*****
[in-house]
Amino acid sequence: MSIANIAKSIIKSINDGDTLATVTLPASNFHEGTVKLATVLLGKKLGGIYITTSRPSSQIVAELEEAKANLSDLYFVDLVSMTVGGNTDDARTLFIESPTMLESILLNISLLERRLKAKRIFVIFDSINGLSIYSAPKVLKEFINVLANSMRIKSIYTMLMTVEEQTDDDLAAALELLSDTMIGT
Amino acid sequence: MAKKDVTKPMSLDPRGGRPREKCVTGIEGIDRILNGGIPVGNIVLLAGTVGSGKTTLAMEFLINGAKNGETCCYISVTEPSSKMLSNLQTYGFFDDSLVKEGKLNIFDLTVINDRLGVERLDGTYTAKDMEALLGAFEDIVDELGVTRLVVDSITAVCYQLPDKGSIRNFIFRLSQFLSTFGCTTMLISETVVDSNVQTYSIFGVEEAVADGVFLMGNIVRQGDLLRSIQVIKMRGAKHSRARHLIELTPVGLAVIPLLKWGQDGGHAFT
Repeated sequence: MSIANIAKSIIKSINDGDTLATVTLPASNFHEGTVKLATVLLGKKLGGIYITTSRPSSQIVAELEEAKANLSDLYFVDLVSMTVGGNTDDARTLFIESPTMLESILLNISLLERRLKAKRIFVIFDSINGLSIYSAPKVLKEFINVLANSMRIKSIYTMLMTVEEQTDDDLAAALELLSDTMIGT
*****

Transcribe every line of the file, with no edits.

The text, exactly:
[in-house]
Amino acid sequence: MSIANIAKSIIKSINDGDTLATVTLPASNFHEGTVKLATVLLGKKLGGIYITTSRPSSQIVAELEEAKANLSDLYFVDLVSMTVGGNTDDARTLFIESPTMLESILLNISLLERRLKAKRIFVIFDSINGLSIYSAPKVLKEFINVLANSMRIKSIYTMLMTVEEQTDDDLAAALELLSDTMIGT
Amino acid sequence: MAKKDVTKPMSLDPRGGRPREKCVTGIEGIDRILNGGIPVGNIVLLAGTVGSGKTTLAMEFLINGAKNGETCCYISVTEPSSKMLSNLQTYGFFDDSLVKEGKLNIFDLTVINDRLGVERLDGTYTAKDMEALLGAFEDIVDELGVTRLVVDSITAVCYQLPDKGSIRNFIFRLSQFLSTFGCTTMLISETVVDSNVQTYSIFGVEEAVADGVFLMGNIVRQGDLLRSIQVIKMRGAKHSRARHLIELTPVGLAVIPLLKWGQDGGHAFT
Repeated sequence: MSIANIAKSIIKSINDGDTLATVTLPASNFHEGTVKLATVLLGKKLGGIYITTSRPSSQIVAELEEAKANLSDLYFVDLVSMTVGGNTDDARTLFIESPTMLESILLNISLLERRLKAKRIFVIFDSINGLSIYSAPKVLKEFINVLANSMRIKSIYTMLMTVEEQTDDDLAAALELLSDTMIGT